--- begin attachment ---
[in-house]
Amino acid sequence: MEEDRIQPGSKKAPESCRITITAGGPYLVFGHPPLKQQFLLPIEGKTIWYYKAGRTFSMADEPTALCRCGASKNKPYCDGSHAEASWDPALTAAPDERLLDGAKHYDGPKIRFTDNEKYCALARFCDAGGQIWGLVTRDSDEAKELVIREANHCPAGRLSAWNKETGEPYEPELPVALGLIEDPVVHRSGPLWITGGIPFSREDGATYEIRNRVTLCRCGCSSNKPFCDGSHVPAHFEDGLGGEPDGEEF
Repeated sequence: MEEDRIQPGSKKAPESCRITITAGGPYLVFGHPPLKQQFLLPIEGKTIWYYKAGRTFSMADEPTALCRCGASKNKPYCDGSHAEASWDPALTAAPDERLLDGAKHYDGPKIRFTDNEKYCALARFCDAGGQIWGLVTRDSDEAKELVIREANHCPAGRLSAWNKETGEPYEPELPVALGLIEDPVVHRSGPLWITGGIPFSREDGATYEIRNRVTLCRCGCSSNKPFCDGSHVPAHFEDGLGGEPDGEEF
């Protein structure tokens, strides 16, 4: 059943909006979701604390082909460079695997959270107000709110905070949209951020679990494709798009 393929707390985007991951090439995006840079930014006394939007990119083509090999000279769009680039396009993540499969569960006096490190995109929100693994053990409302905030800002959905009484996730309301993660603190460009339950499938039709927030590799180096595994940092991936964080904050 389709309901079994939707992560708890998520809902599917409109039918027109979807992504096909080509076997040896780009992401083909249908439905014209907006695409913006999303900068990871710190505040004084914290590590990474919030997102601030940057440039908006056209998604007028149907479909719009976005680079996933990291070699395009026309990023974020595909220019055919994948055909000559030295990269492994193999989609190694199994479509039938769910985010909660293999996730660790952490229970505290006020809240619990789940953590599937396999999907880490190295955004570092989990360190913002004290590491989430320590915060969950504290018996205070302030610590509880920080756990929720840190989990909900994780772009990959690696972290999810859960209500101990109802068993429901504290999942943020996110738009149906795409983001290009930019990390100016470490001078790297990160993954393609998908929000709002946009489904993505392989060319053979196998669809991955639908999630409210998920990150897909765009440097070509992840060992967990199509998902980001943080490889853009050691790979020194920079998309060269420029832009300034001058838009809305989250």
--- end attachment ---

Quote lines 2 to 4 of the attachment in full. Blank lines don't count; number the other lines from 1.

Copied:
Amino acid sequence: MEEDRIQPGSKKAPESCRITITAGGPYLVFGHPPLKQQFLLPIEGKTIWYYKAGRTFSMADEPTALCRCGASKNKPYCDGSHAEASWDPALTAAPDERLLDGAKHYDGPKIRFTDNEKYCALARFCDAGGQIWGLVTRDSDEAKELVIREANHCPAGRLSAWNKETGEPYEPELPVALGLIEDPVVHRSGPLWITGGIPFSREDGATYEIRNRVTLCRCGCSSNKPFCDGSHVPAHFEDGLGGEPDGEEF
Repeated sequence: MEEDRIQPGSKKAPESCRITITAGGPYLVFGHPPLKQQFLLPIEGKTIWYYKAGRTFSMADEPTALCRCGASKNKPYCDGSHAEASWDPALTAAPDERLLDGAKHYDGPKIRFTDNEKYCALARFCDAGGQIWGLVTRDSDEAKELVIREANHCPAGRLSAWNKETGEPYEPELPVALGLIEDPVVHRSGPLWITGGIPFSREDGATYEIRNRVTLCRCGCSSNKPFCDGSHVPAHFEDGLGGEPDGEEF
């Protein structure tokens, strides 16, 4: 059943909006979701604390082909460079695997959270107000709110905070949209951020679990494709798009 393929707390985007991951090439995006840079930014006394939007990119083509090999000279769009680039396009993540499969569960006096490190995109929100693994053990409302905030800002959905009484996730309301993660603190460009339950499938039709927030590799180096595994940092991936964080904050 389709309901079994939707992560708890998520809902599917409109039918027109979807992504096909080509076997040896780009992401083909249908439905014209907006695409913006999303900068990871710190505040004084914290590590990474919030997102601030940057440039908006056209998604007028149907479909719009976005680079996933990291070699395009026309990023974020595909220019055919994948055909000559030295990269492994193999989609190694199994479509039938769910985010909660293999996730660790952490229970505290006020809240619990789940953590599937396999999907880490190295955004570092989990360190913002004290590491989430320590915060969950504290018996205070302030610590509880920080756990929720840190989990909900994780772009990959690696972290999810859960209500101990109802068993429901504290999942943020996110738009149906795409983001290009930019990390100016470490001078790297990160993954393609998908929000709002946009489904993505392989060319053979196998669809991955639908999630409210998920990150897909765009440097070509992840060992967990199509998902980001943080490889853009050691790979020194920079998309060269420029832009300034001058838009809305989250």